In July, Caroline Lucas and I took the government to court over concerns that the Wilson Doctrine, a 50-year-old convention protecting the privacy of parliamentarians’ communications, is being violated. The Wilson Doctrine was established in 1966 when then Prime Minister Harold Wilson promised MPs that their phones would not be tapped, and in 1997, Tony Blair extended the doctrine to cover all electronic communications. But Edward Snowden’s revelations about the Tempora mass surveillance programme in 2013 raised the chilling possibility that this vital piece of protection was being breached.
The Investigatory Powers Tribunal (IPT) hearing revealed that this is indeed the case – and that the government is quietly disregarding the right of constituents to communicate freely with their parliamentary representatives. Not only are our communications being captured as part of bulk interception operations, but the government has refused to rule out even specifically- targeted surveillance of parliamentarians. At the tribunal, government lawyers argued that in this era of mass surveillance, the doctrine is no longer viable – and has no legal effect. This is potentially a real blow to our democracy. It is vital that parliamentarians’ constituents are able to contact us in the confidence that their communications will remain private – so that asylum seekers fearing deportation, campaigners whose groups have been infiltrated by undercover police, or individuals exposing government or corporate corruption can voice their concerns to us freely. Without this guarantee, politicians’ ability to hold the government to account on behalf of the electorate is dangerously curbed.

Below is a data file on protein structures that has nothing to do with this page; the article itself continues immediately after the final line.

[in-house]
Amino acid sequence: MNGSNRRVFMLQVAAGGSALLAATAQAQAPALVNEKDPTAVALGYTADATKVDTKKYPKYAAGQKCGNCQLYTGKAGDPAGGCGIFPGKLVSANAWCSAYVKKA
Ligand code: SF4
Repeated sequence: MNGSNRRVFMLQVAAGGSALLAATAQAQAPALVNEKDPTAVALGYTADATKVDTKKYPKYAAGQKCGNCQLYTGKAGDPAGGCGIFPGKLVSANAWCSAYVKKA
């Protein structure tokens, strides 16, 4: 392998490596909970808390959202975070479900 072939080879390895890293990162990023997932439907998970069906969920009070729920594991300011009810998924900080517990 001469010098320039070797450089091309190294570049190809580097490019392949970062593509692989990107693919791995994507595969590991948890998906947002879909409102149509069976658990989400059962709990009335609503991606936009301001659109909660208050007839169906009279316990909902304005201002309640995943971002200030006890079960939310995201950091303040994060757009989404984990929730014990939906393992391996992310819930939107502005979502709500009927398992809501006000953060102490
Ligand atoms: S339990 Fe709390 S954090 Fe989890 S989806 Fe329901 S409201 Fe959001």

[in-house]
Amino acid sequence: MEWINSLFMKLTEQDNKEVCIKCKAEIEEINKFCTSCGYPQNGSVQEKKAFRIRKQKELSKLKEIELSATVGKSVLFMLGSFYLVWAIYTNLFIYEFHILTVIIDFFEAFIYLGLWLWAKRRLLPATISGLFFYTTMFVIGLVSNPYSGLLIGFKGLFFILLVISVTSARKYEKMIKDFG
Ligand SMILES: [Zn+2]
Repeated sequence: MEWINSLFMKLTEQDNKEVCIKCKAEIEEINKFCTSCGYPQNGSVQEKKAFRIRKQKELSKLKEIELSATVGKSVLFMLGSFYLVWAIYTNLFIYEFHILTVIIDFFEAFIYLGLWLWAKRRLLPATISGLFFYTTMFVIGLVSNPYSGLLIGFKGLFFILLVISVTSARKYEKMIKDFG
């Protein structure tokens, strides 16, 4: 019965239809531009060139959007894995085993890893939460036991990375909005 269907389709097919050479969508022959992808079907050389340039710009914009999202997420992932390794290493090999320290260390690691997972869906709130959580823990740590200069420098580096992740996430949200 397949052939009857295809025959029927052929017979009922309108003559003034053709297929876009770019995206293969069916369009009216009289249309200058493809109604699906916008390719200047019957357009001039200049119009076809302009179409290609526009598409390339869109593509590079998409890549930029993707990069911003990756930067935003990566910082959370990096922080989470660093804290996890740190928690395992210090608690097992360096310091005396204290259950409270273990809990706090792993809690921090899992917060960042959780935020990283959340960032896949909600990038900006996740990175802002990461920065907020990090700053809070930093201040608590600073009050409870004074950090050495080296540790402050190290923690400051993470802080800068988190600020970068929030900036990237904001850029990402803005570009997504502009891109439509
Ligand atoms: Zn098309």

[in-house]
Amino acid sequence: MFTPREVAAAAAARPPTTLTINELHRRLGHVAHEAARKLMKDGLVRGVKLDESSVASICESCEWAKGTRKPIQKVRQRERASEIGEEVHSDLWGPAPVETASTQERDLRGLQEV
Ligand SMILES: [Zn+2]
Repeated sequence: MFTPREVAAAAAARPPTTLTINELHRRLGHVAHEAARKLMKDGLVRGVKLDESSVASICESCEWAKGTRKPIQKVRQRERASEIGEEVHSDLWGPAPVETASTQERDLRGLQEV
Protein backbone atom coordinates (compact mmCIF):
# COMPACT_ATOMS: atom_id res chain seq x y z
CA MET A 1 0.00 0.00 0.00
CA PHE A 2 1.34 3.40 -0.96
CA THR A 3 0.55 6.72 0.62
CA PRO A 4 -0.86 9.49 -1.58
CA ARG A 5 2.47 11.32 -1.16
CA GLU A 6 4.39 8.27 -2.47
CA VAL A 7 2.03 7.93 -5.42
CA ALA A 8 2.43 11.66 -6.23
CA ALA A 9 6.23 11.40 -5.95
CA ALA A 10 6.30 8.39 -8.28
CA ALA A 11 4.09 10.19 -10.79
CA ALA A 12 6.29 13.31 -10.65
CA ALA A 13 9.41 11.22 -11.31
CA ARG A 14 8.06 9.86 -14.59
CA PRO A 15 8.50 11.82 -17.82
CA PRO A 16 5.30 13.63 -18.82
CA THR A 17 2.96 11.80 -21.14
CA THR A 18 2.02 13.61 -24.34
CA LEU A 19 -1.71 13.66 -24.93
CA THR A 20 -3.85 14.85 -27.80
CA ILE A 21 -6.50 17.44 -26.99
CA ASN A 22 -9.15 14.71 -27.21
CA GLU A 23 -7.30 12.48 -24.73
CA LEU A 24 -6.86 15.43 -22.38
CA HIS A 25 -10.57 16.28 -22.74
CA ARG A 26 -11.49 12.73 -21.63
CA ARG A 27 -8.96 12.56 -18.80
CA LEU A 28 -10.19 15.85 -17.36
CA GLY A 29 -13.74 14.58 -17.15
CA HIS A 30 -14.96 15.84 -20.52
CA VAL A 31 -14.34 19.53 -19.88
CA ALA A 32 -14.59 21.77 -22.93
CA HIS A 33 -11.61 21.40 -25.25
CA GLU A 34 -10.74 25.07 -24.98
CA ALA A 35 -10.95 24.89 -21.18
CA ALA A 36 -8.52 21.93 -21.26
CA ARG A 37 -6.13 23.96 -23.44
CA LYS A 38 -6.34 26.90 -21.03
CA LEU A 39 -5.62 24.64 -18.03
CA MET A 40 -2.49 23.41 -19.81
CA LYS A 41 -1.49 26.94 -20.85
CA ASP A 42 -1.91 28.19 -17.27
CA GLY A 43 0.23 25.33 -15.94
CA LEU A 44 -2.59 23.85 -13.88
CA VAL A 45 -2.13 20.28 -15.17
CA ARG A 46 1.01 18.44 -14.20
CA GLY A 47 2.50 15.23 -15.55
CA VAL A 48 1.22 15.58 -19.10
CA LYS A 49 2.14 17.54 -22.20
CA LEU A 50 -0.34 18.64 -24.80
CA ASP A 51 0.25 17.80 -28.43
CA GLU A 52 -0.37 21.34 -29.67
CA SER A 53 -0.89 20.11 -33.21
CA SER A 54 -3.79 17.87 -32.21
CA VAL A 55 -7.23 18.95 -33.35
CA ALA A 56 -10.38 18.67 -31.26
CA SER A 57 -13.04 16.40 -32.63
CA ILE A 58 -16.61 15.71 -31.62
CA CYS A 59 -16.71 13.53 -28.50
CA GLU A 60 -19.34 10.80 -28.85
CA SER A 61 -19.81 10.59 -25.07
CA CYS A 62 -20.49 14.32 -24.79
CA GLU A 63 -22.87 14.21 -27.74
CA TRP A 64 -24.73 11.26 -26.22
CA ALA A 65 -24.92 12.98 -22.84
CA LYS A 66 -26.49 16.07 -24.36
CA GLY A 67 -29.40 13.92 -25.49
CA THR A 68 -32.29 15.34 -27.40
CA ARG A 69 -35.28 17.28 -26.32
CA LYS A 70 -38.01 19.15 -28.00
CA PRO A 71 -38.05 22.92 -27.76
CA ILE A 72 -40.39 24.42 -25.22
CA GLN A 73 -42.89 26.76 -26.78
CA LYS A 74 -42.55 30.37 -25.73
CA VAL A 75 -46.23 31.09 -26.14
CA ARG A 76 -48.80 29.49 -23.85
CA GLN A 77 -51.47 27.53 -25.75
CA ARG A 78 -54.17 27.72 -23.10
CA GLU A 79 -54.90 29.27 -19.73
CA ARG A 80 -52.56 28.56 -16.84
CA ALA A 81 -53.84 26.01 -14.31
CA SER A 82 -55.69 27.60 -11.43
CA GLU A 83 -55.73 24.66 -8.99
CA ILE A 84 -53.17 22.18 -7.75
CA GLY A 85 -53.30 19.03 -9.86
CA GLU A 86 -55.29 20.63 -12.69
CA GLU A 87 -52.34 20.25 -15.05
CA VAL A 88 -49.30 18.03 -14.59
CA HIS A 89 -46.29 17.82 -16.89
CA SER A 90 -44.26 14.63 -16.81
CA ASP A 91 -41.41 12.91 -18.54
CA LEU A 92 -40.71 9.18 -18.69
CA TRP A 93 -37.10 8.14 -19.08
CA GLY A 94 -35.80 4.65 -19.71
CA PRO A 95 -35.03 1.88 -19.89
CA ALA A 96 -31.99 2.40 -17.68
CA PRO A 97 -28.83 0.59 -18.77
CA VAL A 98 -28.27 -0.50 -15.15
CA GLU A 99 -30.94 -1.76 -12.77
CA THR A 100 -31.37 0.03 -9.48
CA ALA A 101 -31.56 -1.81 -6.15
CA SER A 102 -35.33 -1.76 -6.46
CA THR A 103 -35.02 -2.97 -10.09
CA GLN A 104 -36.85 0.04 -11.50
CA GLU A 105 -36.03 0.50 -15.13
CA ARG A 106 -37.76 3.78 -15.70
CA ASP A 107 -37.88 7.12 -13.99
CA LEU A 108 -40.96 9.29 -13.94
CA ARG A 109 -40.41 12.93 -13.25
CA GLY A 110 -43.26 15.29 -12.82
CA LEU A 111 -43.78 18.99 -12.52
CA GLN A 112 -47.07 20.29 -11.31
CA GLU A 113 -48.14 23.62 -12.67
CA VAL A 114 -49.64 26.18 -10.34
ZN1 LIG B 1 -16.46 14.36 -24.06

Caroline and I will continue to fight the government on this, with a further court hearing later this year. We’re also calling for the Wilson Doctrine not only to be upheld, but to be extended to MSPs, MEPs and AMs – who, it was revealed at the tribunal, are no longer protected from government surveillance. It’s utterly unacceptable that the government has attempted to sweep aside such a fundamental convention, and I’ll be fighting tooth and nail to save it.
The IPT is a judicial body, independent of government, which hears complaints about surveillance and normally meets in secret.